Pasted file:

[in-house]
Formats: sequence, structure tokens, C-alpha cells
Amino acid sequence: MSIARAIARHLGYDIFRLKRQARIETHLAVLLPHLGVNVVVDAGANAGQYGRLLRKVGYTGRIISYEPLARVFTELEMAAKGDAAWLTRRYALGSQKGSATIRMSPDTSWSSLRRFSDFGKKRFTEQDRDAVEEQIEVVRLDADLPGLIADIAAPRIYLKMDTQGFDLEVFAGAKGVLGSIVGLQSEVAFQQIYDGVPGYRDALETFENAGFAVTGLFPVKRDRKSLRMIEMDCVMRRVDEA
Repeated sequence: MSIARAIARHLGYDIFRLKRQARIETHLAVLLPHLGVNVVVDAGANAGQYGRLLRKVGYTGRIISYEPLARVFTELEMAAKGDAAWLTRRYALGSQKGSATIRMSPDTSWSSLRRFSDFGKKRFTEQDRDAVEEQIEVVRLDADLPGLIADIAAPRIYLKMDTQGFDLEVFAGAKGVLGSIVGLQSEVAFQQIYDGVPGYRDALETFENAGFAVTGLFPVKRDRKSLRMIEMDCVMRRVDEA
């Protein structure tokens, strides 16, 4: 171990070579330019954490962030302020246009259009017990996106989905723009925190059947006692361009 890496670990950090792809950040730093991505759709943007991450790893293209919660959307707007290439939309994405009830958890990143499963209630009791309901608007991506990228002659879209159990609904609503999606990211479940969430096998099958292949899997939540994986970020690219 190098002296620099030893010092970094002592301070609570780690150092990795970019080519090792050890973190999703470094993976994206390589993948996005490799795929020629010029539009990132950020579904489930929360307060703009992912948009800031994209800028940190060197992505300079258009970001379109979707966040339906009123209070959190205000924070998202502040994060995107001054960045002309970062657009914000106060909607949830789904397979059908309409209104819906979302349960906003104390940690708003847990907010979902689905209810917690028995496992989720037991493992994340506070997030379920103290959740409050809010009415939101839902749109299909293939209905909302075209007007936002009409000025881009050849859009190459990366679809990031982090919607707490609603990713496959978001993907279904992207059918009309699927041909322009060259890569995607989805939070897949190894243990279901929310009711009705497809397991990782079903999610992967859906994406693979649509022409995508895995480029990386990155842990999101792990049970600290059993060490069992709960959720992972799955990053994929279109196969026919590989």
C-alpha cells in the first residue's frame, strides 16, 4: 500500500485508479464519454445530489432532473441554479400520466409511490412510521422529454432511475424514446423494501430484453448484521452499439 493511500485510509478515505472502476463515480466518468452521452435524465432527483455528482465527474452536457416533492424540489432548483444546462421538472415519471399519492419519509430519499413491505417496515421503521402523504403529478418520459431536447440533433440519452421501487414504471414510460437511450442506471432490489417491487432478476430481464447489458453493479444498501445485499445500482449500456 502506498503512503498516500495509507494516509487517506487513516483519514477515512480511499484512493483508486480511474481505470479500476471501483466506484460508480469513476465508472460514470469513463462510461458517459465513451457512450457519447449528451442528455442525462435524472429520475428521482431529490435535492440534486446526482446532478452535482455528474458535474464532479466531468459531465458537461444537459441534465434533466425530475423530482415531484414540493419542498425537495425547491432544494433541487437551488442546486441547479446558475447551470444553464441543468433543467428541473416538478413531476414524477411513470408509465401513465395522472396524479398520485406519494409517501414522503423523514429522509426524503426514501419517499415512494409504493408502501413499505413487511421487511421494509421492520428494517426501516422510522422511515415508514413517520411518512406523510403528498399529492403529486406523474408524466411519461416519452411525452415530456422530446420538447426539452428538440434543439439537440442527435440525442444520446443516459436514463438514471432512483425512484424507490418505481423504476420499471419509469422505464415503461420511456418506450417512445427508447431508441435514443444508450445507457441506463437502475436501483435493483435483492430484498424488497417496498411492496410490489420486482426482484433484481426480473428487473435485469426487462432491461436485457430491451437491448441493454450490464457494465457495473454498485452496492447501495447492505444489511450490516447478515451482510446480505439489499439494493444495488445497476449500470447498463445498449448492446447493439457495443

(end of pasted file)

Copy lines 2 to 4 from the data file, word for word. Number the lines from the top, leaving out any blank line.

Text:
Formats: sequence, structure tokens, C-alpha cells
Amino acid sequence: MSIARAIARHLGYDIFRLKRQARIETHLAVLLPHLGVNVVVDAGANAGQYGRLLRKVGYTGRIISYEPLARVFTELEMAAKGDAAWLTRRYALGSQKGSATIRMSPDTSWSSLRRFSDFGKKRFTEQDRDAVEEQIEVVRLDADLPGLIADIAAPRIYLKMDTQGFDLEVFAGAKGVLGSIVGLQSEVAFQQIYDGVPGYRDALETFENAGFAVTGLFPVKRDRKSLRMIEMDCVMRRVDEA
Repeated sequence: MSIARAIARHLGYDIFRLKRQARIETHLAVLLPHLGVNVVVDAGANAGQYGRLLRKVGYTGRIISYEPLARVFTELEMAAKGDAAWLTRRYALGSQKGSATIRMSPDTSWSSLRRFSDFGKKRFTEQDRDAVEEQIEVVRLDADLPGLIADIAAPRIYLKMDTQGFDLEVFAGAKGVLGSIVGLQSEVAFQQIYDGVPGYRDALETFENAGFAVTGLFPVKRDRKSLRMIEMDCVMRRVDEA